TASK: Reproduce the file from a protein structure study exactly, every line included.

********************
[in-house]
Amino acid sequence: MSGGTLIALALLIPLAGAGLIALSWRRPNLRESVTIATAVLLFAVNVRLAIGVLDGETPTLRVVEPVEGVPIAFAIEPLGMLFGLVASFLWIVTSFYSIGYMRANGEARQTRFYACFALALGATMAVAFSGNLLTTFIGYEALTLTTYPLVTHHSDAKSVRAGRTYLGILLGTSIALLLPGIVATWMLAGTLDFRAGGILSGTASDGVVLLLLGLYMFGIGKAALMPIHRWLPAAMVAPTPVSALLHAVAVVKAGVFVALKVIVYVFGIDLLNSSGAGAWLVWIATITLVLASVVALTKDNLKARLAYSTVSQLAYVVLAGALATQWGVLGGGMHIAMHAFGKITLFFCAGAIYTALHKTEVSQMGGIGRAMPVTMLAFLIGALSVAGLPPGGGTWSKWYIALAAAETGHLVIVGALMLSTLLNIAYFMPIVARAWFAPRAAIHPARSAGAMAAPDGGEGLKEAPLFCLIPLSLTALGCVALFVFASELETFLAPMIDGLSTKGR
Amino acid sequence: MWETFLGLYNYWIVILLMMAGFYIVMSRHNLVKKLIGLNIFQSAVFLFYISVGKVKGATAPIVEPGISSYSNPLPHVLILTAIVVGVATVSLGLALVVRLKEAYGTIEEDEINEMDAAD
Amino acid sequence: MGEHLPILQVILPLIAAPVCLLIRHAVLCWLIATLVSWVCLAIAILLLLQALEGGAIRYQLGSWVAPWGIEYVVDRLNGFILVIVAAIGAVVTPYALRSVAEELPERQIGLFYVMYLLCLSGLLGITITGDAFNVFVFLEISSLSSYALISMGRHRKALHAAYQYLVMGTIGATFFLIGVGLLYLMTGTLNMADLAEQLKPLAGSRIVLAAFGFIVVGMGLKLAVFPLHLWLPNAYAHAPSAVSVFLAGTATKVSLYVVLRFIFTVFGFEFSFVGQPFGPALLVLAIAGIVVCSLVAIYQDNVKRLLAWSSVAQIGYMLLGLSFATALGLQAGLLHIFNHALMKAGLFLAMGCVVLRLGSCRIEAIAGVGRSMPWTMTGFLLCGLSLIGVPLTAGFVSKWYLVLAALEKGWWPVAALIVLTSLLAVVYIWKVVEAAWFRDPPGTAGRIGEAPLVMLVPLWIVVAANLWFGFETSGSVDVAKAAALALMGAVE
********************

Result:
[in-house]
Amino acid sequence: MSGGTLIALALLIPLAGAGLIALSWRRPNLRESVTIATAVLLFAVNVRLAIGVLDGETPTLRVVEPVEGVPIAFAIEPLGMLFGLVASFLWIVTSFYSIGYMRANGEARQTRFYACFALALGATMAVAFSGNLLTTFIGYEALTLTTYPLVTHHSDAKSVRAGRTYLGILLGTSIALLLPGIVATWMLAGTLDFRAGGILSGTASDGVVLLLLGLYMFGIGKAALMPIHRWLPAAMVAPTPVSALLHAVAVVKAGVFVALKVIVYVFGIDLLNSSGAGAWLVWIATITLVLASVVALTKDNLKARLAYSTVSQLAYVVLAGALATQWGVLGGGMHIAMHAFGKITLFFCAGAIYTALHKTEVSQMGGIGRAMPVTMLAFLIGALSVAGLPPGGGTWSKWYIALAAAETGHLVIVGALMLSTLLNIAYFMPIVARAWFAPRAAIHPARSAGAMAAPDGGEGLKEAPLFCLIPLSLTALGCVALFVFASELETFLAPMIDGLSTKGR
Amino acid sequence: MWETFLGLYNYWIVILLMMAGFYIVMSRHNLVKKLIGLNIFQSAVFLFYISVGKVKGATAPIVEPGISSYSNPLPHVLILTAIVVGVATVSLGLALVVRLKEAYGTIEEDEINEMDAAD
Amino acid sequence: MGEHLPILQVILPLIAAPVCLLIRHAVLCWLIATLVSWVCLAIAILLLLQALEGGAIRYQLGSWVAPWGIEYVVDRLNGFILVIVAAIGAVVTPYALRSVAEELPERQIGLFYVMYLLCLSGLLGITITGDAFNVFVFLEISSLSSYALISMGRHRKALHAAYQYLVMGTIGATFFLIGVGLLYLMTGTLNMADLAEQLKPLAGSRIVLAAFGFIVVGMGLKLAVFPLHLWLPNAYAHAPSAVSVFLAGTATKVSLYVVLRFIFTVFGFEFSFVGQPFGPALLVLAIAGIVVCSLVAIYQDNVKRLLAWSSVAQIGYMLLGLSFATALGLQAGLLHIFNHALMKAGLFLAMGCVVLRLGSCRIEAIAGVGRSMPWTMTGFLLCGLSLIGVPLTAGFVSKWYLVLAALEKGWWPVAALIVLTSLLAVVYIWKVVEAAWFRDPPGTAGRIGEAPLVMLVPLWIVVAANLWFGFETSGSVDVAKAAALALMGAVE